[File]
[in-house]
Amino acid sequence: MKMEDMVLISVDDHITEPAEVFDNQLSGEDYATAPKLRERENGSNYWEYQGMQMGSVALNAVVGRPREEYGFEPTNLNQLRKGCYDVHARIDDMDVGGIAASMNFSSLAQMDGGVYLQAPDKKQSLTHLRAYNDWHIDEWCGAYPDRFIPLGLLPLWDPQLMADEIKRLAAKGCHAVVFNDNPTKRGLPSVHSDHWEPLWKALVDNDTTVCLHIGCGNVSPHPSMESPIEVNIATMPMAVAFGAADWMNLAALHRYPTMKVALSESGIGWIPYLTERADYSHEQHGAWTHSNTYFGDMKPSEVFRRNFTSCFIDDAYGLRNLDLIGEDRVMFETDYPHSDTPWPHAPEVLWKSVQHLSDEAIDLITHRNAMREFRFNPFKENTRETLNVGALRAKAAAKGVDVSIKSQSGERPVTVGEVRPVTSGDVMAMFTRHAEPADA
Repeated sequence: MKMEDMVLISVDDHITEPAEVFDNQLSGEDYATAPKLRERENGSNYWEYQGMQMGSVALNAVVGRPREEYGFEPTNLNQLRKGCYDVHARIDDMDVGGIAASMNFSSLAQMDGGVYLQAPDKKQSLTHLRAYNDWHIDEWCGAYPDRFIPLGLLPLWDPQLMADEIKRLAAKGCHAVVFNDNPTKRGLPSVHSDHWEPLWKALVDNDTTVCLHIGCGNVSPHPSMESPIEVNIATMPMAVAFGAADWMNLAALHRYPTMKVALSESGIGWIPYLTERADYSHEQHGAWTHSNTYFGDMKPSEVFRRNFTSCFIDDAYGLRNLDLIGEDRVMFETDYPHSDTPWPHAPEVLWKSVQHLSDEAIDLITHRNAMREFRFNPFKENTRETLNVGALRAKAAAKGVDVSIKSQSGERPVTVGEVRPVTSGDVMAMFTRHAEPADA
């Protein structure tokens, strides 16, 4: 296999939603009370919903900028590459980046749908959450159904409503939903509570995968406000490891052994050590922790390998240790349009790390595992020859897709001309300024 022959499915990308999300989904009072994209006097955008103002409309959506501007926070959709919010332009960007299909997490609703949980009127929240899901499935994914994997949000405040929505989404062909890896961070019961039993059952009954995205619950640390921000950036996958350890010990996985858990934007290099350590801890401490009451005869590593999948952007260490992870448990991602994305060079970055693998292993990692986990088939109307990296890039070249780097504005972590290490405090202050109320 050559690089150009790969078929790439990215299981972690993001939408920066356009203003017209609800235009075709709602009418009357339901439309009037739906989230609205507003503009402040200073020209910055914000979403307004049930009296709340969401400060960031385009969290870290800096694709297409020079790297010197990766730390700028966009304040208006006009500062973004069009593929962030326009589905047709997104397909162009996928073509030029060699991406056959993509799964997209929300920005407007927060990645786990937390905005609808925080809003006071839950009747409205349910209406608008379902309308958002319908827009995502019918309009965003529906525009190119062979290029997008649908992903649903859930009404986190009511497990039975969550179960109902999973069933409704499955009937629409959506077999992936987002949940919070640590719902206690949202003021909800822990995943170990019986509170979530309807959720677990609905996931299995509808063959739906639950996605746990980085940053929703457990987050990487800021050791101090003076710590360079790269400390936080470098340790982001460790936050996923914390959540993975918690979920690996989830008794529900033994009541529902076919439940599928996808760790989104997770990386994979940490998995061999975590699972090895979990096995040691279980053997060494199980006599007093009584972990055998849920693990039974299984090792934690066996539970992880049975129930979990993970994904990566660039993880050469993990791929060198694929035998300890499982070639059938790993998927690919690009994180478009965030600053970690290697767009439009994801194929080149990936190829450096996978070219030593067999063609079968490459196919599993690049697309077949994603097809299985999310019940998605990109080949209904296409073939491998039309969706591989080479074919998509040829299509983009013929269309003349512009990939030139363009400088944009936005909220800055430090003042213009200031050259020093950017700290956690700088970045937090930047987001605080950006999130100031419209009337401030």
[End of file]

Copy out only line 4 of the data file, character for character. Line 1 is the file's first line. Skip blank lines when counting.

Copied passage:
């Protein structure tokens, strides 16, 4: 296999939603009370919903900028590459980046749908959450159904409503939903509570995968406000490891052994050590922790390998240790349009790390595992020859897709001309300024 022959499915990308999300989904009072994209006097955008103002409309959506501007926070959709919010332009960007299909997490609703949980009127929240899901499935994914994997949000405040929505989404062909890896961070019961039993059952009954995205619950640390921000950036996958350890010990996985858990934007290099350590801890401490009451005869590593999948952007260490992870448990991602994305060079970055693998292993990692986990088939109307990296890039070249780097504005972590290490405090202050109320 050559690089150009790969078929790439990215299981972690993001939408920066356009203003017209609800235009075709709602009418009357339901439309009037739906989230609205507003503009402040200073020209910055914000979403307004049930009296709340969401400060960031385009969290870290800096694709297409020079790297010197990766730390700028966009304040208006006009500062973004069009593929962030326009589905047709997104397909162009996928073509030029060699991406056959993509799964997209929300920005407007927060990645786990937390905005609808925080809003006071839950009747409205349910209406608008379902309308958002319908827009995502019918309009965003529906525009190119062979290029997008649908992903649903859930009404986190009511497990039975969550179960109902999973069933409704499955009937629409959506077999992936987002949940919070640590719902206690949202003021909800822990995943170990019986509170979530309807959720677990609905996931299995509808063959739906639950996605746990980085940053929703457990987050990487800021050791101090003076710590360079790269400390936080470098340790982001460790936050996923914390959540993975918690979920690996989830008794529900033994009541529902076919439940599928996808760790989104997770990386994979940490998995061999975590699972090895979990096995040691279980053997060494199980006599007093009584972990055998849920693990039974299984090792934690066996539970992880049975129930979990993970994904990566660039993880050469993990791929060198694929035998300890499982070639059938790993998927690919690009994180478009965030600053970690290697767009439009994801194929080149990936190829450096996978070219030593067999063609079968490459196919599993690049697309077949994603097809299985999310019940998605990109080949209904296409073939491998039309969706591989080479074919998509040829299509983009013929269309003349512009990939030139363009400088944009936005909220800055430090003042213009200031050259020093950017700290956690700088970045937090930047987001605080950006999130100031419209009337401030």